He notes that he wouldn’t have been able to pursue this research without the top-notch computational power provided by the Texas Advanced Computing Center at UT Austin.
But even with that support, available computational tools limited the study to small-scale, small-duration events in the neuronal substructure. Moving forward, Adnan will use the evidence he’s gathered at the nanoscale and employ multiscale methods to develop a model that permits the team to examine what happens at an increased length of scale and duration.
The ultimate goal of the project is to build a complete model of an individual neuron.
“Then, we’ll have a better picture of what is going on and what could happen to the neuron and its surroundings.”
THE TROUBLE WITH BUBBLES
For Michael Cho’s microcavitation study, the first task was to establish whether the phenomenon could even occur in the brain. In spring 2015, the Alfred R. and Janet H. Potvin Endowed Chair in Bioengineering and his collaborators constructed phantom models of the brain—plastic molds filled with Jell-O. When shockwaves were passed through them in the lab, tiny bubbles did indeed form.
“The conclusion is that it is likely that these micro bubbles are being formed in the brain,” says Dr. Cho, who is a fellow of the American Institute for Medical and Biological Engineering.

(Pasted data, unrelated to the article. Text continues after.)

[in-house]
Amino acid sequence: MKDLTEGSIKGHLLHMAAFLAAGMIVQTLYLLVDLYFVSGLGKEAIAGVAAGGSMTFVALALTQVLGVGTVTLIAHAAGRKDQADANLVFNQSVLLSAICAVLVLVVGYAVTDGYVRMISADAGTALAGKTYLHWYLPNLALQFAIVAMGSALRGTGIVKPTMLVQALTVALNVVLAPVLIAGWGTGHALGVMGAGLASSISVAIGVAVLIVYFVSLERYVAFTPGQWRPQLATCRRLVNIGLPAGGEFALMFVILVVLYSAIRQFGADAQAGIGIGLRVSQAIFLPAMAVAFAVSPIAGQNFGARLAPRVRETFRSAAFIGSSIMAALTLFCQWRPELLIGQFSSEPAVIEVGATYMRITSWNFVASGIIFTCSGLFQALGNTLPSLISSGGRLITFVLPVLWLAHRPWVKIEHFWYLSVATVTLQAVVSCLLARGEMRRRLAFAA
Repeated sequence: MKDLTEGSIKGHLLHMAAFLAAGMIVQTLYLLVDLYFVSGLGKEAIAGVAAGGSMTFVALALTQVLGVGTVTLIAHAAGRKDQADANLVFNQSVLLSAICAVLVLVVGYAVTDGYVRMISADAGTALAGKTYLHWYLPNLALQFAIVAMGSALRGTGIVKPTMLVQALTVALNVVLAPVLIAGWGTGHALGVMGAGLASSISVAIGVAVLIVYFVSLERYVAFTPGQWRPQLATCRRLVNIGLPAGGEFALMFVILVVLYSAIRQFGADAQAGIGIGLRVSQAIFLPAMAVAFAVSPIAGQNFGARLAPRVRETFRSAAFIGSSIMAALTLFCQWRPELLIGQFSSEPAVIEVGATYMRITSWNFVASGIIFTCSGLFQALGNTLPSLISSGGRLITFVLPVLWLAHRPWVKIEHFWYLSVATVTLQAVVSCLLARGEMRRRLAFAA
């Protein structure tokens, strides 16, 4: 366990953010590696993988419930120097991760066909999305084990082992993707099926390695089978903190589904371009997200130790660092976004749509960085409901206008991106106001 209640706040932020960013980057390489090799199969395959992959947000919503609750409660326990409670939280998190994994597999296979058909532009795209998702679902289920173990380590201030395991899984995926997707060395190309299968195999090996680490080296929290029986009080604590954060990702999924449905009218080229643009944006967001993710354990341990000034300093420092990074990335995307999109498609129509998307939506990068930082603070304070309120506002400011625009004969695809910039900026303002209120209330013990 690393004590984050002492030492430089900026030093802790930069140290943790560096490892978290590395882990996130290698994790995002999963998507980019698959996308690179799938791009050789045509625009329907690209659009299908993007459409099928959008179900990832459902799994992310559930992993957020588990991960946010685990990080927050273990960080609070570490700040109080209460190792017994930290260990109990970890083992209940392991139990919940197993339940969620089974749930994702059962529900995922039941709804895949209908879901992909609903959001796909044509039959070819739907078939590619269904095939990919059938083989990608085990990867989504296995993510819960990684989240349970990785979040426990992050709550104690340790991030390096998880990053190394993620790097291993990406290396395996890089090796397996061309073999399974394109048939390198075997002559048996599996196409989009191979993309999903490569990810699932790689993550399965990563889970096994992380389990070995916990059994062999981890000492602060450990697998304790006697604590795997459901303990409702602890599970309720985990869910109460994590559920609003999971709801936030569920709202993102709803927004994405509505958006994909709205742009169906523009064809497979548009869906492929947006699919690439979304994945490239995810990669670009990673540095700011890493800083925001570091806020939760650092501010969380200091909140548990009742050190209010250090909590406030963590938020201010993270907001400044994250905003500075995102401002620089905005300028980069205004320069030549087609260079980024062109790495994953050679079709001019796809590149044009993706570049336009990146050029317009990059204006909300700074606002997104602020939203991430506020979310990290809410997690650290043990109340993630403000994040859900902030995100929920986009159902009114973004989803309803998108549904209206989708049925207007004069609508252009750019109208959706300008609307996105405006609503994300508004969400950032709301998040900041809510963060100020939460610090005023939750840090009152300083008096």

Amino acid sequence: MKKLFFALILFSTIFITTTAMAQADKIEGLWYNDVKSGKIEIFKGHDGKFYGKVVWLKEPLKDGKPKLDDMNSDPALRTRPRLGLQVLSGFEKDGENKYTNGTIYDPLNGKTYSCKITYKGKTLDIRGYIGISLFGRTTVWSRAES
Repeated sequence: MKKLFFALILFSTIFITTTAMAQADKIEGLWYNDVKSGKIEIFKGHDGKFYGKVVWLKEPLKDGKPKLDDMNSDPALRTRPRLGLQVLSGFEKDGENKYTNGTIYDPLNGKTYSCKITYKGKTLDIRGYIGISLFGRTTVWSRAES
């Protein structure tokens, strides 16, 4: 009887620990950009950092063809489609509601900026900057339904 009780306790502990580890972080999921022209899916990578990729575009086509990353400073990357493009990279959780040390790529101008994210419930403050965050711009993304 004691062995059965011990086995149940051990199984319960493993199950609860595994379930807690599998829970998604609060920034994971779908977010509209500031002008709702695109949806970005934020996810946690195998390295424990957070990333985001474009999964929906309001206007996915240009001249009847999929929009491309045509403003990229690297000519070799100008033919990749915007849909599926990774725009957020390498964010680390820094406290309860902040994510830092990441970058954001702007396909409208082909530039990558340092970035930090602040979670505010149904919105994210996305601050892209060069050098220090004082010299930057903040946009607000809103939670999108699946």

That finding prompted a slew of questions about what was actually occurring. With the support of a three-year, $1.24 million grant from ONR, Cho and his team set out to record, monitor, and characterize the micro bubbles, following their trajectory in real-time from formation to collapse and assessing the damage done to surrounding brain cells.
To do this, they are engineering biomimetic brain tissue—which can mimic the major functions of real brain tissue—from mouse astrocytes and neurons. Using a controlled electrical discharge system (analogous to what happens with lightning and thunder), Cho generates shockwaves in the lab and then views through a microscope the cellular and subcellular responses stemming from the formation of micro bubbles. He can watch in real-time as the bubbles form and rise to the top, observing the impact they have as they hit the cells and pop.
The experiments have found that the force of the bubble collapse knocks some cells off the substrate, presumably killing them. Others become partially detached and start undergoing apoptosis, or programmed cell death.